Transition Case Story: Madrona Farm

Posted by Darcy Smith on October 05, 2020


It’s easy to say that farmland should be preserved for future generations – and a whole other thing to make that happen! This story is an example of how community support can bridge the divide between an altruistic vision to preserve farmland and a family’s realistic financial needs.

Madrona Farm produces ecologically grown vegetables and works towards natural ecosystem restoration of the land, which is on unceded territory of the Songhees First Nation in the Blenkinsop Valley on Southern Vancouver Island’s Saanich peninsula. The land had been owned by the Chambers family since 1951. 

The current farmers (or ecocultural food growers) are Nathalie and David Chambers. David is the grandson of Ruth Chambers, who jointly owned the land with her three sons up until 1984 when ownership was transferred to the three boys. 

Twenty years later, when their mother Ruth passed away, the three brothers planned to sell the farm as the number of heirs made splitting the asset impossible without divesting of it in a simple sale. However, one of their sons, David, and his partner Nathalie, were passionate about keeping the farm legacy and protecting the land from development in perpetuity. Since Ruth was removed from the land title in 1984, more than one year before she passed, her sons did not have to pay capital gains tax on the land when she passed 20 years later.

Nathalie and David talked with their family members about the importance of protecting the land, not only for farming and local food security, but as a part of a healthy natural ecosystem. They recognized the spirituality of the land and its importance to the Songhees First Nation as a traditional hunting corridor and wanted to not only continue to grow food for their community, but to work to restore the native ecology of the land. 

After initially starting a land trust of their own which they hoped could hold the land, the couple later established the Friends of Madrona Farm Society and approached The Land Conservancy of BC (TLC), to see if the organization would hold the land in trust. A one-year MOU was created between Friends of Madrona Farm and TLC, in which time all family members came on board with several pledging their own ownership shares. 

In this time, TLC was supposed to be raising the rest of the funds to purchase the land. A “community purchase agreement” was written which outlined that the family needed financial compensation, but wanted to see the land sustainably farmed forever and preserved in its natural ecosystem state.

 Unfortunately, TLC couldn’t come up with the money needed to secure the land. It had been assessed multiple times and the value kept rising with each assessment. On top of that, TLC required an endowment of 10% of the property value in order to hold the land in perpetuity.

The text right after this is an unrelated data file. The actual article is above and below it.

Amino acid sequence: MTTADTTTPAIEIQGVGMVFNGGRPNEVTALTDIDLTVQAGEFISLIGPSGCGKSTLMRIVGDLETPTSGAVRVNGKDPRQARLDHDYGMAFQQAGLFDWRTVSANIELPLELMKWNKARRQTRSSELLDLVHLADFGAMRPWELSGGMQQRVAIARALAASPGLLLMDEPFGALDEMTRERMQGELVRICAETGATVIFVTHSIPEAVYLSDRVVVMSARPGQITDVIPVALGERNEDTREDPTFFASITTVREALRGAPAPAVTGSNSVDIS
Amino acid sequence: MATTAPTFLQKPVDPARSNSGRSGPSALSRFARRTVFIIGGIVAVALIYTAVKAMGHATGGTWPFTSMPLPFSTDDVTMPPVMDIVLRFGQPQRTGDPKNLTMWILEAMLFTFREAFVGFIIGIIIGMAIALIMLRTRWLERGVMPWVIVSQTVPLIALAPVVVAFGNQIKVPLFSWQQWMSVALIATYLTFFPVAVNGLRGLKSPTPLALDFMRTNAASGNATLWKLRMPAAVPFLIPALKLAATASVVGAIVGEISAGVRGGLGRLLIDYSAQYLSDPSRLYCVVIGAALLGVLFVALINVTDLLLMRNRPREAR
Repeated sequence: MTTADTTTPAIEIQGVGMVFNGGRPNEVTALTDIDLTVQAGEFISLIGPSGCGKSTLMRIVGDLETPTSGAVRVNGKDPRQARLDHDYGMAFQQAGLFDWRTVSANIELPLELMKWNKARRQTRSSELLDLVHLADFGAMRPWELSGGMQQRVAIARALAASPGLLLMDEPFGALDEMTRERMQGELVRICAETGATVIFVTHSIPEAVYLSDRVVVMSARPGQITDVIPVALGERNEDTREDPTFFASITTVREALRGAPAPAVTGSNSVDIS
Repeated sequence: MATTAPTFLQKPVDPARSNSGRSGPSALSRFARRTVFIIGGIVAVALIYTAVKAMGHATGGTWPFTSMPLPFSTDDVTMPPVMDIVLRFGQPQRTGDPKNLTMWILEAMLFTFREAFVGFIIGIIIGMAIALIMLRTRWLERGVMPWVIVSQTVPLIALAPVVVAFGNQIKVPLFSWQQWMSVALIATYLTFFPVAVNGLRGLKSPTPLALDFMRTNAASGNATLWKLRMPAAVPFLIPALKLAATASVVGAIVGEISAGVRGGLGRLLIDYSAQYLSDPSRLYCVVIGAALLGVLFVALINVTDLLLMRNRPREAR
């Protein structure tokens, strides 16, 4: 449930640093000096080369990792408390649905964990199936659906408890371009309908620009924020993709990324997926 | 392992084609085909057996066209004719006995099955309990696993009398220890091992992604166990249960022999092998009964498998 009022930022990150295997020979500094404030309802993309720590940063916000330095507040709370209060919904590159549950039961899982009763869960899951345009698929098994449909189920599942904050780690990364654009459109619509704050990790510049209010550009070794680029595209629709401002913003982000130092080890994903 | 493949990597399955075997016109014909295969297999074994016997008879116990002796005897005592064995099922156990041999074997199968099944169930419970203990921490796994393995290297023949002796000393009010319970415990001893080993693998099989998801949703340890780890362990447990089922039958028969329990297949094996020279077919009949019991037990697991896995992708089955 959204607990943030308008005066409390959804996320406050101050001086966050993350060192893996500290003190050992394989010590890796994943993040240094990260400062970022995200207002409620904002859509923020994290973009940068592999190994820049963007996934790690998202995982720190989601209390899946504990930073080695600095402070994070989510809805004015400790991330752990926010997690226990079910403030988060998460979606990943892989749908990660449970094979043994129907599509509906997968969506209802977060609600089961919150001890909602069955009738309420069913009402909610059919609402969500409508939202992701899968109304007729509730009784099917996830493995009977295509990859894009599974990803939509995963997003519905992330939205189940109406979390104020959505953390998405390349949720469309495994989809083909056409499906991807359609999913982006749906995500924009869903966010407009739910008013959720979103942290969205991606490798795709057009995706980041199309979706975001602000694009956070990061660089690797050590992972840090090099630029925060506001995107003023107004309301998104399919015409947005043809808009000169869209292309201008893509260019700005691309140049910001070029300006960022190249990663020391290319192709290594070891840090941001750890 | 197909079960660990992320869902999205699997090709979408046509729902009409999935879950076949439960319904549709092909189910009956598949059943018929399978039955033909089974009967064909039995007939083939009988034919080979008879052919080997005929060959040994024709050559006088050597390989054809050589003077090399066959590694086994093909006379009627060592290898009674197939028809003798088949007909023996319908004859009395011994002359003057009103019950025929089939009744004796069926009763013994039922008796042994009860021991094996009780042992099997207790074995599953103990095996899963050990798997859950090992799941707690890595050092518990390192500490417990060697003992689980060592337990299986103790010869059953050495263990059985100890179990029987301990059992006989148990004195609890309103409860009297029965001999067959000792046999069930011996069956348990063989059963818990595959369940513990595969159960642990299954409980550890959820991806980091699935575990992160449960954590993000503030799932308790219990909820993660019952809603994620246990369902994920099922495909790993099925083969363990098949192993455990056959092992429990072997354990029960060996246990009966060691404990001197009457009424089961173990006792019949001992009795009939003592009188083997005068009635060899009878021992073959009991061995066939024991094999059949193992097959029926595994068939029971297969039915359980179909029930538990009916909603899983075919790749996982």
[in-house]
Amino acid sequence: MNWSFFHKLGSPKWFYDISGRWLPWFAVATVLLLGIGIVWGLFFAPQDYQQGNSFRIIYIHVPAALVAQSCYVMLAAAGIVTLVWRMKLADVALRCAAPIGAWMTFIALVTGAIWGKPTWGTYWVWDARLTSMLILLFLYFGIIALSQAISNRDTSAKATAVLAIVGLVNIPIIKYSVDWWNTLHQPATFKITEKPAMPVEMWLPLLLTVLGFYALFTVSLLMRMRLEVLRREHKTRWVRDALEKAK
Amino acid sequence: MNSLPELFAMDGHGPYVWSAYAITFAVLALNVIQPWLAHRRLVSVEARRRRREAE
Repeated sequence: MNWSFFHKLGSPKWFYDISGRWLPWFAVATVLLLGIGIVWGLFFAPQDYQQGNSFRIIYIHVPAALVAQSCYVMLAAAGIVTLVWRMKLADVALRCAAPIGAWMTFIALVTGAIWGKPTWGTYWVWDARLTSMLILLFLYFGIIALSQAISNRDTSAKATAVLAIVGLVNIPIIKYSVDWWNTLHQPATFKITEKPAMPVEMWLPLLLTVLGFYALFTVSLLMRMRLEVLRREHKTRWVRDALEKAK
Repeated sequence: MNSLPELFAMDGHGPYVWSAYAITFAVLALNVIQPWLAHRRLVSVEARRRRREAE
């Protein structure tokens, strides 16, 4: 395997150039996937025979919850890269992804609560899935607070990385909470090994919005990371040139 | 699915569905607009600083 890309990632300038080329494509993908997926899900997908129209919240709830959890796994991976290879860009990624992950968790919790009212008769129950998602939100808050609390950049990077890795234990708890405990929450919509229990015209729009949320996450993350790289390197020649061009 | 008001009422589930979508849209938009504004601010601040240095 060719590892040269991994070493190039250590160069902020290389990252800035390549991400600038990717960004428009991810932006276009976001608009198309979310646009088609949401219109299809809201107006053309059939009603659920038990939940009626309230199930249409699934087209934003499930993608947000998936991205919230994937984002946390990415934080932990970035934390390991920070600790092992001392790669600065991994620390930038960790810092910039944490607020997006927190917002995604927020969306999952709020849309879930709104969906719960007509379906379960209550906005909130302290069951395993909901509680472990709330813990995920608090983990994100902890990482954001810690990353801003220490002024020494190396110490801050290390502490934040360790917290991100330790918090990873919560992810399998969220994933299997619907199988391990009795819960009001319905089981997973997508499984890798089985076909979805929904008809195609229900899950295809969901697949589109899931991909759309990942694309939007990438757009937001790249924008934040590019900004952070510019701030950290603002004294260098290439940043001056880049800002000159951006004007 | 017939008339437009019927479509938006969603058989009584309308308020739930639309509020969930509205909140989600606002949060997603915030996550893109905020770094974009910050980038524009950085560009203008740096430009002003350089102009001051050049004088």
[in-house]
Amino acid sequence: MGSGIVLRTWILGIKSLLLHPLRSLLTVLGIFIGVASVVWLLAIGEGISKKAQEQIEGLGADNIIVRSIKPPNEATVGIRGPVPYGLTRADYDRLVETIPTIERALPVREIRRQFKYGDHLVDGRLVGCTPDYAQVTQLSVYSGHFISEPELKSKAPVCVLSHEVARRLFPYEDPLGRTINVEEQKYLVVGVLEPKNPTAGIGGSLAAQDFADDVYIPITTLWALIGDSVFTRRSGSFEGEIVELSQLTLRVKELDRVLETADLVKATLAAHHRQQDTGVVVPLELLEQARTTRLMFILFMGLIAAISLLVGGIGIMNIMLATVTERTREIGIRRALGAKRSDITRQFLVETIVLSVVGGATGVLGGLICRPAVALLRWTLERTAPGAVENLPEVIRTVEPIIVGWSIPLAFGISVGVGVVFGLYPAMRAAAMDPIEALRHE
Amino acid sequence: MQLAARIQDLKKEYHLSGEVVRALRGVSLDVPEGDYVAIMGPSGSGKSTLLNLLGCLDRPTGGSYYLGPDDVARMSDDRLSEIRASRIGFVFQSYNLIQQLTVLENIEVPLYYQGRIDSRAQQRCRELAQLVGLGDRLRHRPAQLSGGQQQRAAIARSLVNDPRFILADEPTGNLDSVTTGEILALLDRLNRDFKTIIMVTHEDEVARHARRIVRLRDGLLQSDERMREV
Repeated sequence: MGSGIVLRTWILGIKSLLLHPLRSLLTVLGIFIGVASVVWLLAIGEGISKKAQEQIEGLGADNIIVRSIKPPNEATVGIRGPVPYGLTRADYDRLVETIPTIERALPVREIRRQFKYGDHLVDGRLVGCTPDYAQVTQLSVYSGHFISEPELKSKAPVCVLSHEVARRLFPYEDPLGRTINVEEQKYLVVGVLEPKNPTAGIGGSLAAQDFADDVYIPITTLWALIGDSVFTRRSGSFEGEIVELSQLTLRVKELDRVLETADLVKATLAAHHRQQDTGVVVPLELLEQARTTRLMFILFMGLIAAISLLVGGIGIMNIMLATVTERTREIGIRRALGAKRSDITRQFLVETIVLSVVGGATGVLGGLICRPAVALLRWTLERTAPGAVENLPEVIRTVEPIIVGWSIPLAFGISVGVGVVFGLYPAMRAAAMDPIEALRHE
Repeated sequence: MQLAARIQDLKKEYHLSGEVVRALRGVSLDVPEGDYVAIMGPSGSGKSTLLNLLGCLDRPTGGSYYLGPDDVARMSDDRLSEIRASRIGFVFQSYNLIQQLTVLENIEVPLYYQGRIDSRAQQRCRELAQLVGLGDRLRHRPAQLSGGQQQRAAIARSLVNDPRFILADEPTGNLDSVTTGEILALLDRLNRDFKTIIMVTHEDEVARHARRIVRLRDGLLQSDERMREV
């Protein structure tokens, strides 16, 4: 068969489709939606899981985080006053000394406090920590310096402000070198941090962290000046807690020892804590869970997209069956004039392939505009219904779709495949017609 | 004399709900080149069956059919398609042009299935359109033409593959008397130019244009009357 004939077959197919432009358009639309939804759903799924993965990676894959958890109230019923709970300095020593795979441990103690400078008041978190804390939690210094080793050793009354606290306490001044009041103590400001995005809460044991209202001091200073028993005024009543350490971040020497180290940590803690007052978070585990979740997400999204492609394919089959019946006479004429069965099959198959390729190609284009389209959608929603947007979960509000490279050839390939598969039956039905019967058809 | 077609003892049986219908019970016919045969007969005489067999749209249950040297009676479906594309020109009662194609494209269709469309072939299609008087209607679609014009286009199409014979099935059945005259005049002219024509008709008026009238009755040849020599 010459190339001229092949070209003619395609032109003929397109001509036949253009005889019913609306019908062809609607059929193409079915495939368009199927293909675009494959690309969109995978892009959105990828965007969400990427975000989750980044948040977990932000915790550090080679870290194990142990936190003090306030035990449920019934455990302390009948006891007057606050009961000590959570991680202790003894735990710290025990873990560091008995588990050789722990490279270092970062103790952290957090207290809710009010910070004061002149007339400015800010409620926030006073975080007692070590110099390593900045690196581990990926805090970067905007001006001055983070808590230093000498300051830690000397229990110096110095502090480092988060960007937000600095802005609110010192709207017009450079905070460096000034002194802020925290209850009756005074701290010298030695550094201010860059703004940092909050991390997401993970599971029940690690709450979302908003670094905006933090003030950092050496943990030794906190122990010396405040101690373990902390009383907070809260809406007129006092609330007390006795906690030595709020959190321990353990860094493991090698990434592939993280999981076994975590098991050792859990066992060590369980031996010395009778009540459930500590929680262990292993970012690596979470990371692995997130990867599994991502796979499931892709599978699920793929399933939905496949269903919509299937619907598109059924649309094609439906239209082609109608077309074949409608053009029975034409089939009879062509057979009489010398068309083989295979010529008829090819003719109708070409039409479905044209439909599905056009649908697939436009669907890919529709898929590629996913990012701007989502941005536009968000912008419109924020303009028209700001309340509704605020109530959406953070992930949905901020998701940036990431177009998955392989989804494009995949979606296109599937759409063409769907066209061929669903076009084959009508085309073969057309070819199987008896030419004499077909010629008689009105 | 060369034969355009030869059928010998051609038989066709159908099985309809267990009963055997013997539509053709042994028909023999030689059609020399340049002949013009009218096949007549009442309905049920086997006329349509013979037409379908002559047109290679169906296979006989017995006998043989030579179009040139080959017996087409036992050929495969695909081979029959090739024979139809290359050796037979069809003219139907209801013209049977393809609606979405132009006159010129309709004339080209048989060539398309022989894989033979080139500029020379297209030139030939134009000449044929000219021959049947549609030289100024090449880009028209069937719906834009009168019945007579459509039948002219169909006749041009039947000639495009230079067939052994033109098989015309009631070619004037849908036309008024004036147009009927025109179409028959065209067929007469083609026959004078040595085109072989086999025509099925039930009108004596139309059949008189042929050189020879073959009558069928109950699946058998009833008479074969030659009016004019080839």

Nathalie and David started a grassroots campaign to raise the $2 million plus needed after family pledges. Over 3,500 members of the community donated to the society to reach the full purchase price plus endowment required to preserve the farm in perpetuity, and the land was placed in trust with TLC.

Nathalie and David now have a 29-year lease of the farm from TLC and continue to run a very productive mixed vegetable operation, and are passionately working to restore the native ecosystem of the farm as well. This long-term lease gives the farmers security to make the investments in the land that are needed to run a successful operation.

The lease also adds an additional layer of protection to the land from sale and development, above and beyond the fact that it is in a trust. When the TLC had to sell properties, Madrona Farm was protected by this 29-year lease, as many prospective buyers wouldn’t want to buy land with the lease as an encumbrance on title, meaning they would have to honour the terms of the lease.


Nathalie and David are currently nine years into their lease of the farm, which includes the 100-year-old farmhouse and outbuildings. They are responsible for the maintenance of the property, including all its infrastructure, (buildings, fences, etc.), paying the property taxes, insurance, maintaining farm status, and they also pay a monthly lease payment to TLC. 

The lease rate was set by TLC based on the per acre lease rate for farmland at the time, which is adjusted for inflation every five years. They are making investments into the land and house to live and farm without being compensated, though when the lease term is up they will be able to sell the lease with the fixtures on the land for whatever value the next farmer will pay. This next generation may be one of their own children, if they are interested in farming, or the lease will be open for application.

It took about four years from deciding not to sell the farm, and instead to protect it in trust, for the land to be secured by TLC. Countless hours of devoted energy and commitment to the project, driven by a passion to preserve the biodiversity and natural ecosystem of the land are what brought this project to meet its goal. 

The support of the community was critical – a huge amount of public engagement and support from people throughout the Saanich peninsula and Victoria area, with donations coming from much farther afield as well, carried the project forward. A model like this is possible to recreate, with lots of energy, drive and community support.

Putting land into trust the way Nathalie and David did is a great way to provide security for the farmer, without having to own the land, while also protecting the land itself in perpetuity. Fundraising from the community to purchase the land also enabled the landholders to see the financial return they needed for this to be a viable option.

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Photos courtesy of Madrona Farm